Wither man

*‘Can you draw out Leviathan* with a fish-hook,
or press down its tongue with a cord?
2 Can you put a rope in its nose,
or pierce its jaw with a hook?
3 Will it make many supplications to you?
Will it speak soft words to you?
4 Will it make a covenant with you
to be taken as your servant for ever?
5 Will you play with it as with a bird,
or will you put it on a leash for your girls?
6 Will traders bargain over it?
Will they divide it up among the merchants?

Job 41:1-6 (NRSV)
Dietrich Bonhoeffer in Life Together counsels that in our daily reading of scripture if a word or verse capture us, we stay there, stay with it, allow it to do its work. It is good counsel. For how infrequently in our reading of scripture does the Word rise up at us and call to us.
So this morning in our service of morning prayer, the appointed reading comes from Job. In the chapters where God gives Job what he has asked for and answers him, with questions (perhaps outside the gospels one of the most authentic encounters with the Living God). And I was captured by these verses, so much so that I had to be spoken to in order to bring me round.

For my purposes here, I will take it that Leviathan is a great whale. How does Job Now respond to God? For indeed what is the Great Leviathan now. Indeed traders Do bargain over it and divide is up amongst the merchants and no longer does ‘Moby Dick’ spell a Herculean struggle and Doom. No, for now a rocket  harpoon with an explosive head, launched from a safe distance does the business of Ishmael. Technological man now speaks back to God, Behold! Now what do You say? Answer Me!!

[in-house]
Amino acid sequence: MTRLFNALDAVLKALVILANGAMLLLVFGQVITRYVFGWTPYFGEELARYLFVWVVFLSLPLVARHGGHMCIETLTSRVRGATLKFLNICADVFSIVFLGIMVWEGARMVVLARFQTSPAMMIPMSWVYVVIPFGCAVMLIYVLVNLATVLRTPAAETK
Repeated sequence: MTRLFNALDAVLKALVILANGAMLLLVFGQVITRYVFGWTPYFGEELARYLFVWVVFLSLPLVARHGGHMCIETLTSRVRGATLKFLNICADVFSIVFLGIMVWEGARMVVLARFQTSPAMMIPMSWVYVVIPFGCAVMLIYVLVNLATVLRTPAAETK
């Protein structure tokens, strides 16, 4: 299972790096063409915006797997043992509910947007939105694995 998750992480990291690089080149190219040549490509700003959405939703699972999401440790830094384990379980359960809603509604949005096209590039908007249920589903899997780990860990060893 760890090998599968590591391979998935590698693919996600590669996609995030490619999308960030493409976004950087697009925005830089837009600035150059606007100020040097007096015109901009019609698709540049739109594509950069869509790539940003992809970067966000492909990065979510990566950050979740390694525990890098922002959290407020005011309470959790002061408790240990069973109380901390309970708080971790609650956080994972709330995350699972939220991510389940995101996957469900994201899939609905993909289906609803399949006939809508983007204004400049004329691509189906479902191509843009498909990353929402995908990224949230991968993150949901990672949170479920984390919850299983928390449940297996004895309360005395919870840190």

(Is it any wonder that in an age when We have conquered we have reduced the significant important theological questions from ‘What is man that you are mindful of him?’ to ‘What is God that he allows us to suffer?’)
Technology has as others have noted expanded the dominion of the human. So now, almost as a sporting event, a man leaps from the edge of space with a parachute on his back and we think nothing of drilling deep beneath the disappearing sea ice for oil (whatever the dangers, both to life and limb and to our survival). As I meditated on the passage I couldn’t help but feel that we had in our grasping the Domination of Creation – it’s kingship, that which was never ours, we have become utterly lost, we have lost all sense of our scale and who we are.
And as we have expanded externally we have become less and less internally. Who are you? is a question we might ask of the modern human and they might answer (after Descartes), ‘my thoughts’, or more so today,’my emotions’. What we are Not, it seems, is our body. Indeed our body has become our enemy. Whilst St Paul counsels that the flesh must be brought into subjugation, it was so that it might truly serve God’s purposes, not because we were at war with our bodies. But as we cry out in perplexity or anger to, or at, God, ‘Why must I suffer?’, the I that is at once inflated beyond the imagining of even our recent ancestors, is similarly so deflated and shrunk that it cannot comprehend that it is not actually the Lord of the Universe after all.
At root this, as with all human troubles, is an issue of the heart. It is only the shrunken heart that revels so in illusory expansiveness. Christ gave us Life giving commands, the most crucial of which in terms of the repair of the heart seems to me to be ‘Love your enemies – pray for them – ask God to bless them richly’. It is only in this outward focus on the concrete reality of those we do not love that we can begin to come to ourselves. Here is no illusory Mastery of Creation, here is no delightful concept or conceit with which we can comfort ourselves that we have a right, like Jonah, to be angry. Here is our Enemy, the source of our healing, the one who is given to us to bring us to ourselves, the one who ruthlessly exposes the toxicity of our heart and causes us to cry our ‘Lord, have mercy on Me, a sinner’ – the one who if we will give ourselves to this command will once more re-orient us  towards the worship of the living God, before whom we are nothing, before whom we need to repent in dust and ashes of our folly, our words without knowledge and our lives without LIFE,  Thus leaving us with better questions and far richer lives.

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